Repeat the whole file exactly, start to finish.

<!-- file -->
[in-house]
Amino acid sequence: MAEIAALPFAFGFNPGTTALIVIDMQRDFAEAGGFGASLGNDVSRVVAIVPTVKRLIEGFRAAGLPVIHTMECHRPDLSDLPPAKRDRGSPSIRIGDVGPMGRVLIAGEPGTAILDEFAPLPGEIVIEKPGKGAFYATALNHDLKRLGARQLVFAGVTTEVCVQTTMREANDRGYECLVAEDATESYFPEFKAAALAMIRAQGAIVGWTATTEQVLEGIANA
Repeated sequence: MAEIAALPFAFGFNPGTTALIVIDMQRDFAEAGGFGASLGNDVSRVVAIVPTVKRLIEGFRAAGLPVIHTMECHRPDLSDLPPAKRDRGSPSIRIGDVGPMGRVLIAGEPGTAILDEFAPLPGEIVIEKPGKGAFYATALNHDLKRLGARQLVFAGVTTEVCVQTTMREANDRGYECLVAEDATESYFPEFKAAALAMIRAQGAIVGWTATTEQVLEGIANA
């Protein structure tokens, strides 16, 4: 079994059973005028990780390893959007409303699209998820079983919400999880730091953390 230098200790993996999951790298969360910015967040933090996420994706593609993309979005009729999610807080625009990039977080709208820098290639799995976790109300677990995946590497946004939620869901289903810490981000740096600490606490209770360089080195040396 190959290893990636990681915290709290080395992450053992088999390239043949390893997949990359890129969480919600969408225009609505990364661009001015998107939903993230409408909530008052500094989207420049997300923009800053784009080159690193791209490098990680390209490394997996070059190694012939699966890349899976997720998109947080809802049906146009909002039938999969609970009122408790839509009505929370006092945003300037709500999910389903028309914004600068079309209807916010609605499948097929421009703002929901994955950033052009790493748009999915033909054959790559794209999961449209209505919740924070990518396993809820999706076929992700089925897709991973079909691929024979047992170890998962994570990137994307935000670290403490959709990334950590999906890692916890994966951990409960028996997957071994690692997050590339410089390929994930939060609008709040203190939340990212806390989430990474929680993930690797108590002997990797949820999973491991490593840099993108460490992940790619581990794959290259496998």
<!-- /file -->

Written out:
[in-house]
Amino acid sequence: MAEIAALPFAFGFNPGTTALIVIDMQRDFAEAGGFGASLGNDVSRVVAIVPTVKRLIEGFRAAGLPVIHTMECHRPDLSDLPPAKRDRGSPSIRIGDVGPMGRVLIAGEPGTAILDEFAPLPGEIVIEKPGKGAFYATALNHDLKRLGARQLVFAGVTTEVCVQTTMREANDRGYECLVAEDATESYFPEFKAAALAMIRAQGAIVGWTATTEQVLEGIANA
Repeated sequence: MAEIAALPFAFGFNPGTTALIVIDMQRDFAEAGGFGASLGNDVSRVVAIVPTVKRLIEGFRAAGLPVIHTMECHRPDLSDLPPAKRDRGSPSIRIGDVGPMGRVLIAGEPGTAILDEFAPLPGEIVIEKPGKGAFYATALNHDLKRLGARQLVFAGVTTEVCVQTTMREANDRGYECLVAEDATESYFPEFKAAALAMIRAQGAIVGWTATTEQVLEGIANA
């Protein structure tokens, strides 16, 4: 079994059973005028990780390893959007409303699209998820079983919400999880730091953390 230098200790993996999951790298969360910015967040933090996420994706593609993309979005009729999610807080625009990039977080709208820098290639799995976790109300677990995946590497946004939620869901289903810490981000740096600490606490209770360089080195040396 190959290893990636990681915290709290080395992450053992088999390239043949390893997949990359890129969480919600969408225009609505990364661009001015998107939903993230409408909530008052500094989207420049997300923009800053784009080159690193791209490098990680390209490394997996070059190694012939699966890349899976997720998109947080809802049906146009909002039938999969609970009122408790839509009505929370006092945003300037709500999910389903028309914004600068079309209807916010609605499948097929421009703002929901994955950033052009790493748009999915033909054959790559794209999961449209209505919740924070990518396993809820999706076929992700089925897709991973079909691929024979047992170890998962994570990137994307935000670290403490959709990334950590999906890692916890994966951990409960028996997957071994690692997050590339410089390929994930939060609008709040203190939340990212806390989430990474929680993930690797108590002997990797949820999973491991490593840099993108460490992940790619581990794959290259496998």